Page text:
HomeResidential ArchitectureHousesSplit House: Two Volumes Linked by a Splayed Stair

Split House: Two Volumes Linked by a Splayed Stair

Split House

Lead Architects: Simon Knott, George Huon
Project: Split House
Location: Port Phillip Bay, Victoria, Australia
Area: 320.0 sqm
Photography: Peter Bennetts

Located in Mt Martha, VIC, Australia, Split House won the 2016 AIA Victorian Architecture Awards, Commendation for Residential New. The house was designed by Melbourne-based BKK Architects.

Project description: Set within a relatively recent subdivision upon the side of Mt Martha, the Split House negotiates a complex range of conditions typical of emerging coastal developments. New houses for ‘downsizers’ in a suburban mode, paved driveways and letterboxes prevail, vying for the expansive views to Port Philip Bay, and backed by the relatively wild, coastal woodland of Mt Martha Public Park. Construction works are ongoing in the area; completed houses with gardens at varying stages of maturity are punctuated by empty lots cleared of all vegetation.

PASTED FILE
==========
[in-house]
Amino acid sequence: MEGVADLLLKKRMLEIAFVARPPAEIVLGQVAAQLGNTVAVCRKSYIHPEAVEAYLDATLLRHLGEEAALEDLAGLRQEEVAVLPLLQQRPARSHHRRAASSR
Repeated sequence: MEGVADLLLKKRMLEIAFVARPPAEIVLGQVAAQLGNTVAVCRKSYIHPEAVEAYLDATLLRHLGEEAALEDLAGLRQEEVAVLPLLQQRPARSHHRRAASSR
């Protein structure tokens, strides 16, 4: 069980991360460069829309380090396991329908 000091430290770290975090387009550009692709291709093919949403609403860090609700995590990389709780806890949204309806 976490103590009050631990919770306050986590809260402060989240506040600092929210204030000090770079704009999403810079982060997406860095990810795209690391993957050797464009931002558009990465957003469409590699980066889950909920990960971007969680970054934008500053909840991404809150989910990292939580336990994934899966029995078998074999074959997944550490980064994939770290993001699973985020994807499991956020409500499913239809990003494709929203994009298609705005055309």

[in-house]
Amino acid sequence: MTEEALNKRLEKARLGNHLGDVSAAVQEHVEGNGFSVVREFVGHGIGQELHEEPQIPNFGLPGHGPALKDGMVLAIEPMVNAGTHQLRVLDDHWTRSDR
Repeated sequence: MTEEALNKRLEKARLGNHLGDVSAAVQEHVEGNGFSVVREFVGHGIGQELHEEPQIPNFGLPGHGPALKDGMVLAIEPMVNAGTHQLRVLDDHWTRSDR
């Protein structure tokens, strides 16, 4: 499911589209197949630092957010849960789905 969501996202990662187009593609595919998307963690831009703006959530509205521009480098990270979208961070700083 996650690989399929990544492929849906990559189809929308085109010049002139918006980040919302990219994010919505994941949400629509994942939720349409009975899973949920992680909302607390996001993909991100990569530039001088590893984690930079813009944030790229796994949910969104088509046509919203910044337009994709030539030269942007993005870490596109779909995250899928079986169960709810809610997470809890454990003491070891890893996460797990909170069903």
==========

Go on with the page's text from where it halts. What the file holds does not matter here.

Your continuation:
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Within this context the Split House provides a range of spatial relationships to its site and the broader territory that carefully balances the owners’ desire for privacy and engagement with their surrounds. The house comprises 2 relatively simple volumes linked by a splayed stair that also acts as a seating area for people to gather, listen to music, sit in the sun.

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Occupying separate levels that follow the natural contours of the site, the 2 pavilions provide a separation between the upper, main living/master bedroom zone and rumpus room/guest bedrooms below. Through the curation of windows and doors a range of direct and indirect connections to the landscape provide multiple opportunities for occupation throughout the year. Smaller elements, such as integrated seating, stairs and study nooks provide spaces for quiet contemplation, juxtaposed with larger communal areas for family and friends to come together.

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At its inception the landscape and spaces in-between the house were conceived as of equal importance as the building itself; screens and finely detailed pergola elements provide sheltered zones around the house that reveal themselves as a sequence of distinct spaces with varying qualities of light and shadow.

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